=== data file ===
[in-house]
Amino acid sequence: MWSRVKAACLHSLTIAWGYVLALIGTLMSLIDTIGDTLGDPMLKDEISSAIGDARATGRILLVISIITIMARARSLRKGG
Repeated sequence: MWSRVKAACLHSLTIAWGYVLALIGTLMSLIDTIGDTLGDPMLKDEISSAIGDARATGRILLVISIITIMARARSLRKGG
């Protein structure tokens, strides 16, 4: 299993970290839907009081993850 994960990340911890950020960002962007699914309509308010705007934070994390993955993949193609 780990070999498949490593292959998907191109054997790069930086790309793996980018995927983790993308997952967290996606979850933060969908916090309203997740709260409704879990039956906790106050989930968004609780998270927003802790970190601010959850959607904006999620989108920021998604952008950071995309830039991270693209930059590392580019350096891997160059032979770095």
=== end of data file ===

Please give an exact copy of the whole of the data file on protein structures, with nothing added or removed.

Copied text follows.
[in-house]
Amino acid sequence: MWSRVKAACLHSLTIAWGYVLALIGTLMSLIDTIGDTLGDPMLKDEISSAIGDARATGRILLVISIITIMARARSLRKGG
Repeated sequence: MWSRVKAACLHSLTIAWGYVLALIGTLMSLIDTIGDTLGDPMLKDEISSAIGDARATGRILLVISIITIMARARSLRKGG
């Protein structure tokens, strides 16, 4: 299993970290839907009081993850 994960990340911890950020960002962007699914309509308010705007934070994390993955993949193609 780990070999498949490593292959998907191109054997790069930086790309793996980018995927983790993308997952967290996606979850933060969908916090309203997740709260409704879990039956906790106050989930968004609780998270927003802790970190601010959850959607904006999620989108920021998604952008950071995309830039991270693209930059590392580019350096891997160059032979770095």